pretentious message of peace lulled a wakeful tiger into slumber. Iqbal describes this decline of the Self as civilization or in Dr. Nicholson’s words, “moral culture”. In the first edition of the Secrets of the Self, Iqbal had criticized the mystic ideas of Hafiz Shirazi that he deleted from the second edition. However, he kept his criticism of Plato and Platonic ideas in it. He portrays Plato’s philosophy in very obvious negative terms describing the Greek philosopher as a sheep in man’s clothing for whom to die was the secret of life and who called the world of causes or phenomena as Nicholson translates a myth. Plato lacked ambition and dynamism and hence he refuted the idea of a material universe and instead put forth his theory of the invisible Ideas. He describes Plato’s flight of ideas as a bird that soars too high never to return to its nest. In other words, his philosophy lacked reality. Iqbal’s next target is poetry itself. Real poetry has a purpose and it makes the blood of man warm. A poet whose words put his nation to sleep is a criminal. Such poets show beauty as ugliness; their poetry robs the rose of freshness (kills new spirit), takes away from the nightingale’s heart the joy of flying (suppresses the spirit of adventure) and casts the ship to the bottom of sea (his followers are doomed to fail). Such poets are themselves sick and make others listless and “a disgrace to Islam throughout the world”. Iqbal has launched a fearless attack on the contemporary Urdu and Persian poetry, and instead directs the Muslim poets to look at the Arabic poetry as a model. He tells them to go back to the Arabia and taste a little of the heat of the desert. Instead of sleeping on a bed of silk (composing only love poems and praising the kings and princes to gain monetary benefit) they should accustom themselves to the rough cotton. The next (the 9th ) section of this poem is described as its soul by Professor Chishti. Nicholson translates the title of this section as “Showing that the education of the Self has three stages: Obedience, Self-control, and Divine Vicegerency”. The term that Iqbal uses for “the education of the Self’ is ‫خودى‬ ‫جربيث‬ that could be better translated as the nurturing of the Self. The first stage of Obedience refers to the obedience to the Divine Commands as elucidated in the Holy Quran and the Sunnah of the Holy Prophet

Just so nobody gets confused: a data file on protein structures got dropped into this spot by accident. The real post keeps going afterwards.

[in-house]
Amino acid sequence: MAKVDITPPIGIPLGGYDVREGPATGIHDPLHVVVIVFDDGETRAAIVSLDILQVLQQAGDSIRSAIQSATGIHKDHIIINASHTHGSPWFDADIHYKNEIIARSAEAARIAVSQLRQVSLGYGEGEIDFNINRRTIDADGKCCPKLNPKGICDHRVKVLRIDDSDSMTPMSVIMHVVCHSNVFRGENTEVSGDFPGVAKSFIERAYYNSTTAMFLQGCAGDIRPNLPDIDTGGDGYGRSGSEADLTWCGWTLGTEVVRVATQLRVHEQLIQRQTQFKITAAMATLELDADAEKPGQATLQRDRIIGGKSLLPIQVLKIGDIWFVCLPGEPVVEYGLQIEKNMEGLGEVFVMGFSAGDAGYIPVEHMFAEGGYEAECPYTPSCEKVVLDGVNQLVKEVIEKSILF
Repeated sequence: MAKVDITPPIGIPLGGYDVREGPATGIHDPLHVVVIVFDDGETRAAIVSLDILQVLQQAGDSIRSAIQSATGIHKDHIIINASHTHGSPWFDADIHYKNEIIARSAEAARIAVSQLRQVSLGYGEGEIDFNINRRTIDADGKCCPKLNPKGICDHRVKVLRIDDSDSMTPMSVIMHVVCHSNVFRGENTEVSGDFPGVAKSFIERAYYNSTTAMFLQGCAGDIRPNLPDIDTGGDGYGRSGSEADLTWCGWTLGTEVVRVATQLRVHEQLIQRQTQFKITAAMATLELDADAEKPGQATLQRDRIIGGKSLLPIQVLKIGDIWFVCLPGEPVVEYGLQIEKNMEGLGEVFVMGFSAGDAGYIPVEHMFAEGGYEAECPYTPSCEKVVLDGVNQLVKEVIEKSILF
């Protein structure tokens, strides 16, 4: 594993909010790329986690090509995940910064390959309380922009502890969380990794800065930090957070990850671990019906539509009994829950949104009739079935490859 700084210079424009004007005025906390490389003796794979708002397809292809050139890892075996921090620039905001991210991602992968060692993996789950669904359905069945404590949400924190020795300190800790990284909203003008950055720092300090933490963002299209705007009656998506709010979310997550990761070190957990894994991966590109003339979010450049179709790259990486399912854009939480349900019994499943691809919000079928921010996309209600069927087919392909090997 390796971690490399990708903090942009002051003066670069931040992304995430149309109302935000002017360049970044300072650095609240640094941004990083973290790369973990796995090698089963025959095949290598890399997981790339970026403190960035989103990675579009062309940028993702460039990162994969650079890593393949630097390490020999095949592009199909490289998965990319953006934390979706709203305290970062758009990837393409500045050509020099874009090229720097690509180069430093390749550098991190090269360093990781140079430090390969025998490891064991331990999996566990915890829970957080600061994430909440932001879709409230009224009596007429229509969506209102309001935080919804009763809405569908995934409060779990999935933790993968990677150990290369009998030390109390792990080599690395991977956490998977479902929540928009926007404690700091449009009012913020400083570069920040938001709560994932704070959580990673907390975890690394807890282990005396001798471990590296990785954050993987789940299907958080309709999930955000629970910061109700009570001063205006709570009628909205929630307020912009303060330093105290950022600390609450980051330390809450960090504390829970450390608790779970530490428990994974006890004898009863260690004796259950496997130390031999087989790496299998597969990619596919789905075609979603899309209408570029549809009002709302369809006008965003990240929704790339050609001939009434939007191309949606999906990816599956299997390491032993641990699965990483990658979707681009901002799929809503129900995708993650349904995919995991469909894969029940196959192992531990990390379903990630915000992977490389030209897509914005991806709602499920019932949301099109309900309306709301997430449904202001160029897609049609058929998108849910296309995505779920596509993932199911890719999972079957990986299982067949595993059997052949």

Mohammad, peace be upon him. To illustrate his point Iqbal gives the example of a camel praising certain of his characteristics such as service, hard work, patience and perseverance, the qualities the poet to see in the young Muslims of his time. By shouldering the burden of responsibility, with enough food to survive and little sleep, they will enjoy what the Holy Quran describes as ِ‫ب‬‫آ‬َ‫م‬ْ‫ال‬ ُ‫ْن‬‫س‬ُ‫ح‬ ُ‫ه‬َ‫د‬‫ن‬ِ‫ع‬ “in nearness to Allah is the best of the goals (To return to)” (Yousuf Ali’s translation) Obedience makes a man of no worth, worthy. In order to conquer the sun and the stars, Muslims must submit to the Divine authority and avoid transgressing the moral boundaries established the Holy Prophet Mohammad, peace be upon him. Self-control refers to controlling the animal and basal desires to which all human beings are subject. He who is incapable of self-control surrenders himself to others. A man of Ego must not be afraid of anyone but Allah. Beautifully and tactfully does the poet weave the pillars of the Islamic faith into his discourse! The next and the final step is the Divine Vicegerency. God’s vicegerent is the soul of the universe. As Nicholson explains, when the Ego is developed to its fullest, a human being becomes the Perfect man and all the Divine attributes become displayed in him, so that as saint or Prophet he is the God- man, the representative and vicegerent of God on earth. He then executes Allah’s commands in the world. This sounds very similar to the establishment of establishing the Kingdom of God in this world. The passage is replete with Quranic quotations and religious symbolism. The next sections is a tribute to Ali (may Allah be pleased with him), the cousin of the Holy Prophet Mohammad, peace be upon. The idea is that in order to conquer the forces of nature Muslims must first control their own self. Incidents from the life of Ali (may Allah be pleased with him) are mentioned to drive this point home.